Since opening up in Spring 2021, the Ferman Center for the Arts (FCA) has become the new hub for all of the arts at The University of Tampa.
According to a press release sent out by UT, the FCA stands at four-stories tall and 90,000 square feet, making it the largest academic building on campus.
Many art students who utilize this building find that it is more efficient as they take part in multiple courses without having to leave the building.
“My classes are all in that building compared to last year where I would have to walk around the entire campus to get to my next class in less than five minutes,” said Patrick Messmer, sophomore musical theater and dance double major.
Some students find that taking classes in the old buildings had a very different feel in comparison to the FCA. From the design of the building to the more space available for art students, they find the upgrade is vast.
“The old building was very condensed, and between the different music degrees you saw everyone all the time,” said Lauren Cole, senior music and chemistry double major. “In the new building it feels like we are less on top of each other and have a lot more space. It’s also been nice to be able to see the art that other students are creating.”
The FCA boasts an impressive variety of resources for students, including a 200-seat theater, three music recording studios, a wood/metal fabrication shop, a black box theater, The Center for Public Speaking, various student study spaces, an art gallery, and more.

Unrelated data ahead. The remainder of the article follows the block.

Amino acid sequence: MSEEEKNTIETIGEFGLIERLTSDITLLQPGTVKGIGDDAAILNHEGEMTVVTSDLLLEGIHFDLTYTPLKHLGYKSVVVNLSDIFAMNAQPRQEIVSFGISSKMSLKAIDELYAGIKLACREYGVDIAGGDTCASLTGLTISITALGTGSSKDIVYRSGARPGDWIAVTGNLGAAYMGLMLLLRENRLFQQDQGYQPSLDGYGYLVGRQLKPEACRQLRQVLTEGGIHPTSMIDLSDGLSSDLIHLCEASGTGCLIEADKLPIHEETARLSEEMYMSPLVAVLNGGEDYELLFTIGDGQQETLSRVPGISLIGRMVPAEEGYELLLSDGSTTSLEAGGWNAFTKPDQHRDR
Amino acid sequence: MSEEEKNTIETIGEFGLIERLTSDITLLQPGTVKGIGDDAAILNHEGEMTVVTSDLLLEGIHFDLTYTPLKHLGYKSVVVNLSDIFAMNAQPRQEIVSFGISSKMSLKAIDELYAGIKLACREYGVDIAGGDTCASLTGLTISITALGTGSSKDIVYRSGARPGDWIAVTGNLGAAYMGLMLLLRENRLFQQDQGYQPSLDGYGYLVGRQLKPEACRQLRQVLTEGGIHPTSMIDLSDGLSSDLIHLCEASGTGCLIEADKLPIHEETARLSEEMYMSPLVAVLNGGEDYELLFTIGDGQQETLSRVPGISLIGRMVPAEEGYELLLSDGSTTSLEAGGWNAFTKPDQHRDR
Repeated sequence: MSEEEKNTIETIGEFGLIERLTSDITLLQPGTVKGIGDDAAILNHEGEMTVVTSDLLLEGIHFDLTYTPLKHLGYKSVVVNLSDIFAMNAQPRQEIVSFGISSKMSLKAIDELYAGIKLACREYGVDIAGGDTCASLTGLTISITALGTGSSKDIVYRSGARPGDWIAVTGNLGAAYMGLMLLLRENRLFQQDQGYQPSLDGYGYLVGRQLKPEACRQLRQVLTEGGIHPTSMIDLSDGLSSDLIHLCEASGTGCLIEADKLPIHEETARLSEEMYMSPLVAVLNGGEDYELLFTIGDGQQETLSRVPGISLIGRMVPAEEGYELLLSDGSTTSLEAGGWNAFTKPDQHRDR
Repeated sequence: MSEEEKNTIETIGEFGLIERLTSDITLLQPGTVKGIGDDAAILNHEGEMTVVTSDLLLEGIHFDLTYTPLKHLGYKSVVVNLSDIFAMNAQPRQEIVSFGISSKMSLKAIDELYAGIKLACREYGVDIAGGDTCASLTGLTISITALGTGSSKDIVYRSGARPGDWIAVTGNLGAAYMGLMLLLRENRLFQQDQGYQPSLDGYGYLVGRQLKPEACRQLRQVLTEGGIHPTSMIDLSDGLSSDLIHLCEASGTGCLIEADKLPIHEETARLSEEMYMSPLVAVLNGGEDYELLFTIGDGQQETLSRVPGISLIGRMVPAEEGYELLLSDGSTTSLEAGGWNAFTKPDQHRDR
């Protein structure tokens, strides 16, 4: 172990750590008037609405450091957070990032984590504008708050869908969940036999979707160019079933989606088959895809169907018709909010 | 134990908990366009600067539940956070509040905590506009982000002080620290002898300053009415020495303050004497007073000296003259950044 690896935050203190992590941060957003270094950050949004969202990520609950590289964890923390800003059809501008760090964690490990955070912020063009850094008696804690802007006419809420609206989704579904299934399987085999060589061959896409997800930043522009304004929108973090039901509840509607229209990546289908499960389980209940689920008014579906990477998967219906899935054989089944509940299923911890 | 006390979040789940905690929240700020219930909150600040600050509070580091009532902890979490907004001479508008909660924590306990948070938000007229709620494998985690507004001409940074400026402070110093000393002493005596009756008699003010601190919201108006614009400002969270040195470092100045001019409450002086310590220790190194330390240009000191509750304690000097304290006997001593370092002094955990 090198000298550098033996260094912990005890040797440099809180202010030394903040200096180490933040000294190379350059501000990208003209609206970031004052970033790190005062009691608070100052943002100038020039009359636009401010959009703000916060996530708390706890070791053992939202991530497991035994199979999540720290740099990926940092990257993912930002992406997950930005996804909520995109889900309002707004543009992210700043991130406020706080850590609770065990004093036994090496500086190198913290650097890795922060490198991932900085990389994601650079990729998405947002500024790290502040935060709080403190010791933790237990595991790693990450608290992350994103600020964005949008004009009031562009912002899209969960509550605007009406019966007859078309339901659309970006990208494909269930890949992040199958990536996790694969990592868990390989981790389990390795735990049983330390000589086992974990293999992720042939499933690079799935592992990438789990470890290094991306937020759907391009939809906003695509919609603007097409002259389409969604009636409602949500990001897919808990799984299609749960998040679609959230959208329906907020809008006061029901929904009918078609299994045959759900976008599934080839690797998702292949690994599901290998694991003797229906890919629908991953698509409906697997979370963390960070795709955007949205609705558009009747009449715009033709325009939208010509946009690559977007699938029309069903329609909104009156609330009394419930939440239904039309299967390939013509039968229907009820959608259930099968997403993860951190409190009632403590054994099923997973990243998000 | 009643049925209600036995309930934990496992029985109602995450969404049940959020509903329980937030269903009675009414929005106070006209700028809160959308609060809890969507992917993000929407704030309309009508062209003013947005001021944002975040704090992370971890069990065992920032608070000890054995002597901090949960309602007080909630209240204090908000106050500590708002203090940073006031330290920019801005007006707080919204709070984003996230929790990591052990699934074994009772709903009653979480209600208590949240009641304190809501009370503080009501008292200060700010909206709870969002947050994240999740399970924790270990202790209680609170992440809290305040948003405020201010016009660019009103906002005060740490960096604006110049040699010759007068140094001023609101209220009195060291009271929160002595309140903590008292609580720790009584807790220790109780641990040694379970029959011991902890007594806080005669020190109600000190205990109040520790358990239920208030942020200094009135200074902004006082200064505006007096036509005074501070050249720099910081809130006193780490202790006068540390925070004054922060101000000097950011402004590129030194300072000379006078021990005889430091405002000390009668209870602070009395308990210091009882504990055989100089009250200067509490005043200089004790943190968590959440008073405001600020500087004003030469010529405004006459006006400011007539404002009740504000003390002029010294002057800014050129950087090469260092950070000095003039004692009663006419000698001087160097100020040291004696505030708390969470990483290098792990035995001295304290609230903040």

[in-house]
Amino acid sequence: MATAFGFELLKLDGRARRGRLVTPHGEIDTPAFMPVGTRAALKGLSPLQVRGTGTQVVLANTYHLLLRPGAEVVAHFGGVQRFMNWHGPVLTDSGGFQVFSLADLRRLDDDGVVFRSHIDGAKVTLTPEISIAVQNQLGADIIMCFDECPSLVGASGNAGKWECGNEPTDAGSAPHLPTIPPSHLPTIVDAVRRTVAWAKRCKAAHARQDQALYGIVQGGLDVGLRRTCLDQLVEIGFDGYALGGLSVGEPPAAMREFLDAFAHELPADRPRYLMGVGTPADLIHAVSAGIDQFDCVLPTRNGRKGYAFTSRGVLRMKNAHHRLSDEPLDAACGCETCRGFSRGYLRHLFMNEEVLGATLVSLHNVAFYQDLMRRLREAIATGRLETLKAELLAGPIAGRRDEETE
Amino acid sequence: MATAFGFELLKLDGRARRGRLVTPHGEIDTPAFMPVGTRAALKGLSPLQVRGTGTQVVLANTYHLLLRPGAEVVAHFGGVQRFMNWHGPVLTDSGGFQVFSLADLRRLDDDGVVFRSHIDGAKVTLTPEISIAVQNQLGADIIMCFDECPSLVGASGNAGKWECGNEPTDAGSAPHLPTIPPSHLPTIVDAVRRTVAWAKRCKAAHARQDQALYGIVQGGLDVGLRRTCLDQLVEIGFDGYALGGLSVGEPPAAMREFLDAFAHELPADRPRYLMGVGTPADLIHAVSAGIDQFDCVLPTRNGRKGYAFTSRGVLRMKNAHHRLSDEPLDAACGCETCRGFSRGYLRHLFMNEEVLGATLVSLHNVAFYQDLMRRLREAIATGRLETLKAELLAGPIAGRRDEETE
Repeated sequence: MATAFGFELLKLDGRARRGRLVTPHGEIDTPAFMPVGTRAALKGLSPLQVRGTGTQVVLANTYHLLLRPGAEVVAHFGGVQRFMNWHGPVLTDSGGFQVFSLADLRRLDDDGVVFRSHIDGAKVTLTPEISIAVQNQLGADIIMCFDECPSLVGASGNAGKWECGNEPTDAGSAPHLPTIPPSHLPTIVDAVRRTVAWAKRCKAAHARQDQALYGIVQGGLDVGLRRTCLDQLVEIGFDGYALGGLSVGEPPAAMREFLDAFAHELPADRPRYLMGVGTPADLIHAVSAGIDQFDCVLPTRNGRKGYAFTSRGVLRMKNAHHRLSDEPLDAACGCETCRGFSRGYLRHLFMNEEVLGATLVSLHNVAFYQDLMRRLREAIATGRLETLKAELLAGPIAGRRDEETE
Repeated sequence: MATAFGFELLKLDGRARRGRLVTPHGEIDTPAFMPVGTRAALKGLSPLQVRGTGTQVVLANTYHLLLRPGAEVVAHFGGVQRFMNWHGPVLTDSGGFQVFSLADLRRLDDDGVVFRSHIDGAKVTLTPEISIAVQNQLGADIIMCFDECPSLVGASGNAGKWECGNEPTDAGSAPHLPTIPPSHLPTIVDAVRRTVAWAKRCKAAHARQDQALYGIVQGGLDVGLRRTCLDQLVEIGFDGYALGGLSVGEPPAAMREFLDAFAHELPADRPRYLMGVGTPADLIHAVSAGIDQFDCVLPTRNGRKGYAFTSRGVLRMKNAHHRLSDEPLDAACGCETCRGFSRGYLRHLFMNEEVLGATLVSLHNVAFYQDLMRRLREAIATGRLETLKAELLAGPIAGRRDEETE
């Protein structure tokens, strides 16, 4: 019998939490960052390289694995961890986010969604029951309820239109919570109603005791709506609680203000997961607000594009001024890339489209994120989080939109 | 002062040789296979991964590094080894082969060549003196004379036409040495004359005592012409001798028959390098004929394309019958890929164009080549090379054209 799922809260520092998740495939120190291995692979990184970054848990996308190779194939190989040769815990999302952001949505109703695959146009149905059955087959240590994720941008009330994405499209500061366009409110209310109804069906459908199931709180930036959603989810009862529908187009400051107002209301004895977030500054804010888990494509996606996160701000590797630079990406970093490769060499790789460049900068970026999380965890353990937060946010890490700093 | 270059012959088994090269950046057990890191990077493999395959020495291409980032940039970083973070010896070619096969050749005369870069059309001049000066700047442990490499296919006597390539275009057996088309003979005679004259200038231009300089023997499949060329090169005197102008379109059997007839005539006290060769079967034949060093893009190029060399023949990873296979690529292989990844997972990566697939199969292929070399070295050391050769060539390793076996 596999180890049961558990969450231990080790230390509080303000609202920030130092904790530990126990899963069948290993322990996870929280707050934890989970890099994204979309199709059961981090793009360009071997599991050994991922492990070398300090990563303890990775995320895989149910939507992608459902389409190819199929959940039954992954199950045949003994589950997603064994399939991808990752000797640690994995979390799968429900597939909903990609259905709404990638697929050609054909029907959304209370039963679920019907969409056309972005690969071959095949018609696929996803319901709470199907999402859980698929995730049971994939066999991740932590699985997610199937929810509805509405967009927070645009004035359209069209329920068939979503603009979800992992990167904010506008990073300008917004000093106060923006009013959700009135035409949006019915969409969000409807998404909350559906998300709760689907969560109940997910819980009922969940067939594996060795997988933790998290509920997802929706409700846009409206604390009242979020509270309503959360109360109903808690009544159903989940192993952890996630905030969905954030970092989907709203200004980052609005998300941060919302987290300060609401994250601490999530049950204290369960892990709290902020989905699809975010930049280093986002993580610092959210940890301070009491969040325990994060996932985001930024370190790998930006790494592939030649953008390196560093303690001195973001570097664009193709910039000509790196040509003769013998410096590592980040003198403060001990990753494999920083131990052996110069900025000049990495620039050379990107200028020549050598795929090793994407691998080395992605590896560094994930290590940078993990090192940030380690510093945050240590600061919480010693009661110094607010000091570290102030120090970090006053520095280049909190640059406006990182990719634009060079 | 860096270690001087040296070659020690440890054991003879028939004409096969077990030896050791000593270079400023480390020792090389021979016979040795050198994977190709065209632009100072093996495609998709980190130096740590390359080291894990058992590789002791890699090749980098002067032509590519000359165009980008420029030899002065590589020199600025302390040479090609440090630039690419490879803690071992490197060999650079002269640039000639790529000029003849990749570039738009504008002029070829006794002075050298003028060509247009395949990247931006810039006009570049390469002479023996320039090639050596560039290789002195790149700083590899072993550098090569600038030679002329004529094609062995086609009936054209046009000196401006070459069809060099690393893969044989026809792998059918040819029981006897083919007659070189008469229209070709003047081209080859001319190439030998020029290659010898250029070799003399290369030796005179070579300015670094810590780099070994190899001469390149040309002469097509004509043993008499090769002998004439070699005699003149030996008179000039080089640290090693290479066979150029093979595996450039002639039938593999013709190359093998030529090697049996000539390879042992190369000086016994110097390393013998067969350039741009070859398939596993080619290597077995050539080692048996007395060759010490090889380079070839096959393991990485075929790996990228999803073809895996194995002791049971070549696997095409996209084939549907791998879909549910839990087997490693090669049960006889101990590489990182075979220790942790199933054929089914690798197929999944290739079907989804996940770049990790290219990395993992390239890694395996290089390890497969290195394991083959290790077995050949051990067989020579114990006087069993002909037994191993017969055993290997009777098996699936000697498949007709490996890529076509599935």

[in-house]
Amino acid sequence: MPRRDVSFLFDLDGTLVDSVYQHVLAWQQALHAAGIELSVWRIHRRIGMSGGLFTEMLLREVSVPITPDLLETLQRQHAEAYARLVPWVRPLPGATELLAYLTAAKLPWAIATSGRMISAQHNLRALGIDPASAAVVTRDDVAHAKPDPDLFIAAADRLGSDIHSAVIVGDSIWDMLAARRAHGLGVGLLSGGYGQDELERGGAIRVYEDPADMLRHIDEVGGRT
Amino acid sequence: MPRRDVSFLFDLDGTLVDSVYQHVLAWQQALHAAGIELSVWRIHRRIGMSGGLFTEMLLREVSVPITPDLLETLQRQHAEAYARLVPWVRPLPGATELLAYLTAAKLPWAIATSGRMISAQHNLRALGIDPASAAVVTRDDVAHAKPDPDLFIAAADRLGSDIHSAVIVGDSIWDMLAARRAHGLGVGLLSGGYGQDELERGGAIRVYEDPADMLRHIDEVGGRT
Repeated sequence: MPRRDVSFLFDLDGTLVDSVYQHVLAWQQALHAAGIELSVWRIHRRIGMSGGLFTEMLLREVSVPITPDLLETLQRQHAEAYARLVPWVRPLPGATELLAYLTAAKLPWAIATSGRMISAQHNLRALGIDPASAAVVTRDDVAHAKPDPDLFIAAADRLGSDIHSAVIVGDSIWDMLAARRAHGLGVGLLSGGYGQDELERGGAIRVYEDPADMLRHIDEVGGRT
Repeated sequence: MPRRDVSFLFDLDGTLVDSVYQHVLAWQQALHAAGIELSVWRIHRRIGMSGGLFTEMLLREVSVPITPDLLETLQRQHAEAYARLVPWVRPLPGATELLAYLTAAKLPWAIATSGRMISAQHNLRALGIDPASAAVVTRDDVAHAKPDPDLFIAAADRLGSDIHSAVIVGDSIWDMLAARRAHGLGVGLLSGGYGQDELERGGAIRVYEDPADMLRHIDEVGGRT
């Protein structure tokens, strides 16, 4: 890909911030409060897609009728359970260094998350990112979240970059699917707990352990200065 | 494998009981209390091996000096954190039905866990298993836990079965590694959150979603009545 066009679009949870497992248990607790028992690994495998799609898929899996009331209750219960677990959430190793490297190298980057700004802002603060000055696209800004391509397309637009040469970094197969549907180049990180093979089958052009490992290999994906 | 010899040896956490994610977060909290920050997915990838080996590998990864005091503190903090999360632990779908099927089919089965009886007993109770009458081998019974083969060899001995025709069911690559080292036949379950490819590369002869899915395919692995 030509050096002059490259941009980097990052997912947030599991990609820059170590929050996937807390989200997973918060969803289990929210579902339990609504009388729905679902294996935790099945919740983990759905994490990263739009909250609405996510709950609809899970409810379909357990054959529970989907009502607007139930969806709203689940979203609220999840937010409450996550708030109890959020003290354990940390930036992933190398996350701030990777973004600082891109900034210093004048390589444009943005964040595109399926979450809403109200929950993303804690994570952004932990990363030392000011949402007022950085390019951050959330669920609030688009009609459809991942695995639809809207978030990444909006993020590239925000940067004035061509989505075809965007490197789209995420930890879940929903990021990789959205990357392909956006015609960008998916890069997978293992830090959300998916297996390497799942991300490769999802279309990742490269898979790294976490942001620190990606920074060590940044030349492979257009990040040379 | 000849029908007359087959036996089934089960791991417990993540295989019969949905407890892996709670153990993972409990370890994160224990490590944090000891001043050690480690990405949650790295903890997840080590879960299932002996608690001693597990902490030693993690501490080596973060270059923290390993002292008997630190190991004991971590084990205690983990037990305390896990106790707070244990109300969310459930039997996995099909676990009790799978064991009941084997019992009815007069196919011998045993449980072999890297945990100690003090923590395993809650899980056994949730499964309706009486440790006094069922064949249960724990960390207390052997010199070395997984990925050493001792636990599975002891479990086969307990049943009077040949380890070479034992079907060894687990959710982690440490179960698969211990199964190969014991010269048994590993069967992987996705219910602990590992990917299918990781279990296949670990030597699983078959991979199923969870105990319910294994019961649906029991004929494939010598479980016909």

Students of all majors, not just those of the arts, are able to utilize this building in some way or another.
Yet, some students believe that the FCA has room for improvements for resources it provides to students. .
“Something that I wish the new building would have is a set of vending machines on each floor. This way we can get a quick snack between our classes,” said Messmer.
Even with the academic advantages the FCA offers, some find that UT’s old art classrooms helped create a more united art community at UT.
“There was a very community and family feel in the old building because it was much smaller and was just music students,” said Cole.
Even though some prefer the old classrooms, some students find that the FCA is important in developing skills for the future of arts students at UT.
“I don’t prefer the old building at all. The announcement of the FCA was the key reason why I committed to Tampa in the first place,” said Messmer.